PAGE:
Africa-Press – Botswana. Government is hoping to raise P2.1 billion in debt today (Friday) through the auction of treasury bills and bonds, in the latest round of funding efforts from the domestic market.
The Bank of Botswana (BoB), as government’s banker, conducts monthly auctions of treasury bills as well as bonds to primary dealers who are exclusively banks. At the auctions, the dealers compete to lend to the government by offering the yields they are seeking, with the BoB deciding the ‘stop-out’ yield or the level of interest it is willing to pay the dealers on particular securities on offer.
However, since its approval by Parliament last September, the P30 billion domestic borrowing programme has underperformed, with the dealers demanding yields higher than the BoB and government have been willing to accept. The situation threatens government’s ability to fund the budget deficits it has forecast for the 2020-2021 and 2021-2022 fiscal years, which amount to about P20.6 billion.
Capital market participants have said their desired yields are pricing in the country’s recent sovereign credit downgrade by Moody’s as well as higher inflation, where the rate recently hit 8.9 percent, a nine-year high.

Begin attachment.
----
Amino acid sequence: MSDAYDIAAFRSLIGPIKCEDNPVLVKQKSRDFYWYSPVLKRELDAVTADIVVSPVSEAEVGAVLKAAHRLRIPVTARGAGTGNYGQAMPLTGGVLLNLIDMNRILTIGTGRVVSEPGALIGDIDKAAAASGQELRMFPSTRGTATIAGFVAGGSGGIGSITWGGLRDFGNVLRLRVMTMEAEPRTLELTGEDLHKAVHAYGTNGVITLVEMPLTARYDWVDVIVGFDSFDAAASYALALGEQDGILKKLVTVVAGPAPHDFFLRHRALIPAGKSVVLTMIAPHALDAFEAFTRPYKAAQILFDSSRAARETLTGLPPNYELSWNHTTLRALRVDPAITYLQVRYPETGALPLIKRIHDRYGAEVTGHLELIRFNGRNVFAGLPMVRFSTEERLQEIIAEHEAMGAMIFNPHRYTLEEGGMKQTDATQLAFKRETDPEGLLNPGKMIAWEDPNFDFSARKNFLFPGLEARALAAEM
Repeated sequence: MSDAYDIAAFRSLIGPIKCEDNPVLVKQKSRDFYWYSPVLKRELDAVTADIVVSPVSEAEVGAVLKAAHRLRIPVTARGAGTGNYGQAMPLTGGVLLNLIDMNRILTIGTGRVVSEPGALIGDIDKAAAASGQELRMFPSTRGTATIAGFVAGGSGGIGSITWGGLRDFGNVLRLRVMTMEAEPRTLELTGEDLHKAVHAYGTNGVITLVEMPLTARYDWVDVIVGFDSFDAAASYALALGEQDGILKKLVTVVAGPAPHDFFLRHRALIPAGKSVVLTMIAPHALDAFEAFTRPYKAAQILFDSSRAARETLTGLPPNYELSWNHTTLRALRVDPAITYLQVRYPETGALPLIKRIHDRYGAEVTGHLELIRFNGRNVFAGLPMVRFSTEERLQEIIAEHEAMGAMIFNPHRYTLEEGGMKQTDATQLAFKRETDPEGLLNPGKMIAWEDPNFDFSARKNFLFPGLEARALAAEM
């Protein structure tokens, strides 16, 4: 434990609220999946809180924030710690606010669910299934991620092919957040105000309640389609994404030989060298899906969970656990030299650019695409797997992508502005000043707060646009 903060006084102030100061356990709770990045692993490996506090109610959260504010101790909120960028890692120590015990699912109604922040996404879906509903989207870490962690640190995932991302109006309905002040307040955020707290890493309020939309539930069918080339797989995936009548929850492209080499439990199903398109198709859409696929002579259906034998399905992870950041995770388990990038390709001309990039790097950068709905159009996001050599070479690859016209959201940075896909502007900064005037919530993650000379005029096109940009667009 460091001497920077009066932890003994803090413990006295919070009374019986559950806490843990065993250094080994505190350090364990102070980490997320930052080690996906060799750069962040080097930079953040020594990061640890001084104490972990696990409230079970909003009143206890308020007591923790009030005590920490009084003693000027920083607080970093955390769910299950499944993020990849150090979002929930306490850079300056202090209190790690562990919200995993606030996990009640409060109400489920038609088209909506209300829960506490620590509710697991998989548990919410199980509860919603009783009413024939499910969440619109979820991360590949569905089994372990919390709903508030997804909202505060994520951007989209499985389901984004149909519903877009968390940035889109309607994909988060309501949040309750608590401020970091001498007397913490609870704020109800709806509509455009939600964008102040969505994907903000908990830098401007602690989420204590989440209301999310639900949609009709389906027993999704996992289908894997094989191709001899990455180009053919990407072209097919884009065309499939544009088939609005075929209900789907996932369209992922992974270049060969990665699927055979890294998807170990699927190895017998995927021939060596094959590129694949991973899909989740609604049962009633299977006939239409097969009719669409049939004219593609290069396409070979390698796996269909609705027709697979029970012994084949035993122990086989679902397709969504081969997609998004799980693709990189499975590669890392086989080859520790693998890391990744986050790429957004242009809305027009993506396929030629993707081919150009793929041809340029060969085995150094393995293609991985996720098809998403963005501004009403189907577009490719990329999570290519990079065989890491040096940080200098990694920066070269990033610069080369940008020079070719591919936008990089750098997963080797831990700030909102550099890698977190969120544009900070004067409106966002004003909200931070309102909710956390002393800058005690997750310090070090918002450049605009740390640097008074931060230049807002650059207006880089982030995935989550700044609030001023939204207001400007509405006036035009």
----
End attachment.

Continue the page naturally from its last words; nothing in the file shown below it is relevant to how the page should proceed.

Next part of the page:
According to an issuance programme circulated in the market this week, the BoB will today be offering P1.5 billion in three treasury bills with maturities ranging from 91 days to 364 days. On offer as well will be three bonds ranging from P100 million to P300 million and with maturities ranging from 2027 to 2043. The P2.1 billion on offer at the auction is the highest amount the BoB has sought at its monthly auctions since the P3.3 billion offered in February. That auction garnered about P1.4 billion for government, with bonds heavily underperforming as they only accounted for P160 million of the funds raised. The central bank is hoping for better outcomes at today’s auction, buoyed in part by the improved performance of bonds at the September auction. Of the P850 million raised for government in that auction, P500 million came from bonds, one of the highest ratios in recent months. Analysts say part of the reasons for the improving performance of bonds is the BoB’s willingness to accept higher bid yields by the primary dealers. At the last auction in September, the yield on the 19-year bond rose by 3.35 percentage points, while the two other bonds on auction recorded increases of five basis points each. The BoB, however, is keeping a wary eye on the yields and has expressed concern about the pricing of government securities in the market. “I consider it unfortunate that in the recent past we have seen bid yields for medium to long-term government bonds that are exceptionally high and clearly out of line with the monetary policy posture and medium-term inflation prospects and also not reflecting the sovereign credit rating for Botswana,” BoB deputy governor, Kealeboga Masilila, told a recent meeting of the Botswana Bond Market Association. “Therefore, the market (is) failing to provide cost-effective funding of government.” Masalila added: “Let us reflect on this as market participants and work together to address any challenges or frictions that drive such behaviour”.